Even though we still have New Year’s Eve and New Year’s Day, many people will be looking at when to take down their holiday decorations. You maybe haven’t started taking down decorations yet, but when you do, we want you to practice safety so you do not injure yourself or others. Taking down decorations is just as dangerous as putting them up. Follow our tips below and check out some of our storage tricks.
Tips for Taking Down Holiday Decorations
- Pace Yourself – instead of making it a one day event, try slowly taking items down throughout the week.
- Avoid Overreaching – try to work at or below shoulder height.
- Practice Safety with Ladders – if you need to use a ladder, make sure it’s base is on a balanced surface and that someone is holding it. If you are using a step ladder, buy a large enough one to support your weight.
- Broken Ornaments – these can cut you very easily. Either toss them or handle with care if they are of significant value. Don’t let small children take these ornaments off the tree.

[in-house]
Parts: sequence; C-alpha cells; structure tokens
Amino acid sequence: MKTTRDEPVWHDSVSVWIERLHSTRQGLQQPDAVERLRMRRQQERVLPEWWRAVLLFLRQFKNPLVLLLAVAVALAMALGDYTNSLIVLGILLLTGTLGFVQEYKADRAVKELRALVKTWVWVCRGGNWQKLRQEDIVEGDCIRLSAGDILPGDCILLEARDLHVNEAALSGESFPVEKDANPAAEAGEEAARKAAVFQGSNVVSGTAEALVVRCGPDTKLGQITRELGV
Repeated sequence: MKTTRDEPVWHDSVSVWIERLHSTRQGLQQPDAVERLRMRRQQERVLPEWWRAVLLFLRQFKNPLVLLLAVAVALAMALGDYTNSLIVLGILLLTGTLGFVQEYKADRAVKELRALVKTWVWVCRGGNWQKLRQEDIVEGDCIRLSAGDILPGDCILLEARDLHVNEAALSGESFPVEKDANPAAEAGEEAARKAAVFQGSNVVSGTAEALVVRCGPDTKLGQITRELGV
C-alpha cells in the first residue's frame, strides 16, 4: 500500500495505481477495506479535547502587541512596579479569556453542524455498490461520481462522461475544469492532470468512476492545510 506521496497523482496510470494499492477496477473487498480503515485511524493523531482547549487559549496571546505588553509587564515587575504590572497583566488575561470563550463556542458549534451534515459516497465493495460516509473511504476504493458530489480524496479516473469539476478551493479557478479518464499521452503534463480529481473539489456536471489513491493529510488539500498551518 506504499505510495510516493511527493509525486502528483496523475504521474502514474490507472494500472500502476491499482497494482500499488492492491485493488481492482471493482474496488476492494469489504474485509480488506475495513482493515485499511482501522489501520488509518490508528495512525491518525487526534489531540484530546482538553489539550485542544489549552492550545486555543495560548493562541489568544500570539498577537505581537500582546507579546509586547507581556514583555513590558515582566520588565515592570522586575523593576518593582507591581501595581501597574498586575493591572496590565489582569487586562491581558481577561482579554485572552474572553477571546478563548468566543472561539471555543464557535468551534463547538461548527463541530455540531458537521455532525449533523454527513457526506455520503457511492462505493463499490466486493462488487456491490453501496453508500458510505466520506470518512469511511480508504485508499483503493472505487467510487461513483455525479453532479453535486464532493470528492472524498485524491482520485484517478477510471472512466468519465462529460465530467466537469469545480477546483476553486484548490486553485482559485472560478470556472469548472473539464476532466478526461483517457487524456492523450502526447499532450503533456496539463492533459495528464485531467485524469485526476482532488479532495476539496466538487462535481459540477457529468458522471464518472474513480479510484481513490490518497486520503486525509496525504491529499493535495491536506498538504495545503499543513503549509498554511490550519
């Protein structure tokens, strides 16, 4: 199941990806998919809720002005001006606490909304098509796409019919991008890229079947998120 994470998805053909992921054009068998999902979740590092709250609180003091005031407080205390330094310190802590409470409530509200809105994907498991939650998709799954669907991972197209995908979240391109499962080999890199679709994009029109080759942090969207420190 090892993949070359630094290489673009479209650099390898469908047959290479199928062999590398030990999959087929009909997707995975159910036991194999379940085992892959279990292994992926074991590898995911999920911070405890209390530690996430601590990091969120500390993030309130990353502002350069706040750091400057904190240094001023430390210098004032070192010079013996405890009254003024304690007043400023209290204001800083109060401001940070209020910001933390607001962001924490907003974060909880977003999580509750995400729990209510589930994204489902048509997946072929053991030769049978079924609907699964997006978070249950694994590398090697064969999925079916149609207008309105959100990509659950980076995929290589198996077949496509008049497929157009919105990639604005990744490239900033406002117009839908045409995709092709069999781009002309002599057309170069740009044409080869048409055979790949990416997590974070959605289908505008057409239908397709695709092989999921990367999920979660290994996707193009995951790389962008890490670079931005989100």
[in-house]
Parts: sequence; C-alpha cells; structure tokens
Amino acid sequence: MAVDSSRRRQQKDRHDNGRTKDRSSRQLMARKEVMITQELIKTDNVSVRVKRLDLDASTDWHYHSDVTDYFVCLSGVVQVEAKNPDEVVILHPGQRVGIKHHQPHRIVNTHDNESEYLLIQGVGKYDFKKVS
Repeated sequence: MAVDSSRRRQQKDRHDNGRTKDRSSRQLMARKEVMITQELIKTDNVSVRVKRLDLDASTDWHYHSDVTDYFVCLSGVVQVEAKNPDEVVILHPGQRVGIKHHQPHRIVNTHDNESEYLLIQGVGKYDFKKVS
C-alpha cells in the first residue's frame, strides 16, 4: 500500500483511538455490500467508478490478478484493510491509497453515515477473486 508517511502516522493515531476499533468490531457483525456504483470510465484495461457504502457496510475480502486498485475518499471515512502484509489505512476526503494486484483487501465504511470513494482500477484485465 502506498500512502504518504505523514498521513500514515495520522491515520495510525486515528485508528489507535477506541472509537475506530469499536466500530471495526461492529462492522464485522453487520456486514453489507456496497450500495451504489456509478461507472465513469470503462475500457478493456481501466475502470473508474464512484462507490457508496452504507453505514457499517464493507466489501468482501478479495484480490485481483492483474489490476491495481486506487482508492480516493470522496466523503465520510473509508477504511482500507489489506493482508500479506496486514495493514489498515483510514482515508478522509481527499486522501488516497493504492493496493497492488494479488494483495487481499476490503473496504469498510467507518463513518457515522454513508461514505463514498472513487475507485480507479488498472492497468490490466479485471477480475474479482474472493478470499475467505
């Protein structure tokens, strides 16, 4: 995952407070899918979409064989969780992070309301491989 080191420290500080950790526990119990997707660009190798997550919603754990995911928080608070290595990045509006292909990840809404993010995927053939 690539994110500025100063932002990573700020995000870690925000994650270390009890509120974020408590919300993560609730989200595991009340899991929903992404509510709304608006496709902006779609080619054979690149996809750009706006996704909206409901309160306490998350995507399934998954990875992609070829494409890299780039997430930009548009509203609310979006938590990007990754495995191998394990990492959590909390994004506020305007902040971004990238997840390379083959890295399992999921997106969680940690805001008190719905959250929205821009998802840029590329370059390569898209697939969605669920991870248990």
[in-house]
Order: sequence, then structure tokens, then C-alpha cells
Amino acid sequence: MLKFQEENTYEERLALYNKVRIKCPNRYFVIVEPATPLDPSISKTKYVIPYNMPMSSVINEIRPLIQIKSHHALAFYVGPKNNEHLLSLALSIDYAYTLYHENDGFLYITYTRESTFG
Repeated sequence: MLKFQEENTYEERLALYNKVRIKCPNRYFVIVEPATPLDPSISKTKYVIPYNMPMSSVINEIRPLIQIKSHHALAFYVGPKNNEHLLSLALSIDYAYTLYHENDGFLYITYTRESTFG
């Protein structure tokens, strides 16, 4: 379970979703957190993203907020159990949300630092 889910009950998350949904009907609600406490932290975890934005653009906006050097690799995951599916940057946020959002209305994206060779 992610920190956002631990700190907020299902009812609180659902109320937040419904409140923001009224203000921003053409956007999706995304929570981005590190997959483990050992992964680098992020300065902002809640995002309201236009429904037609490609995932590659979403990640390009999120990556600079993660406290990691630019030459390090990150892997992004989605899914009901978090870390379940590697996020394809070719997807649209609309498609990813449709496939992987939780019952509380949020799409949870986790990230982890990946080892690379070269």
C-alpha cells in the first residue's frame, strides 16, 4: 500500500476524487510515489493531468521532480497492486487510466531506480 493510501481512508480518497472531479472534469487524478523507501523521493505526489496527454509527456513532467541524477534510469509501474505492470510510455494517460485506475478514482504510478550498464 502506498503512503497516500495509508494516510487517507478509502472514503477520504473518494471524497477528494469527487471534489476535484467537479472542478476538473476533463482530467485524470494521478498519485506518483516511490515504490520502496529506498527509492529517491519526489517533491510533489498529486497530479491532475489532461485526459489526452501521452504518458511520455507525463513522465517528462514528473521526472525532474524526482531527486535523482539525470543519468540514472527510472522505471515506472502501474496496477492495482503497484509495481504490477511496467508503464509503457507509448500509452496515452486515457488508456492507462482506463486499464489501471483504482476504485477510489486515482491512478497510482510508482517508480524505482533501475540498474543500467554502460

- Heavy Boxes – don’t overfill boxes as this could cause a back injury. Use more boxes to keep them light.
- Sprains/Fractures – just in case someone falls and hurts themselves, know the symptoms and signs of sprains and fractures. The most common are to the wrists and ankles.
Steps for Taking Down the Christmas Tree
- Step 1: Store Decor First – Remove from the bottom of the tree up to prevent knocking ornaments off.
- Step 2: Bundle Up Your Tree – Place a large sheet at the base of the tree. Use a turkey baster to remove excess water in the stand. Lay the tree on it’s side and remove the stand. Then carry or drag the tree to the curb and roll it off the sheet.
- Step 3: Needles – For bare floors sweep and dump debris into the sheet and dispose outside. You can also use a vacuum. Check for ornament hooks though, they can break vacuums. If you are on carpet, try sprinkling baking soda on the needles and then vacuuming.
Holiday Decoration Storage
- Try a segmented cardboard box.
- Protect fragile ornaments with newspaper or tissue paper.
- For further protection, try bubble wrap
- Test each strand before putting away. Replace dead bulbs or discards strands that do not work properly.
- Keep all extra bulbs and fuses together in a small kit.
- Store each strand in a 1 gallon freezer bag then stack in a storage container.
- Use clips or wire to tie strands together.
- Look into purchasing a Christmas Light storage wheel.
- Invest in a plastic wreath storage box.
- There are also soft plastic and cardboard wreath boxes.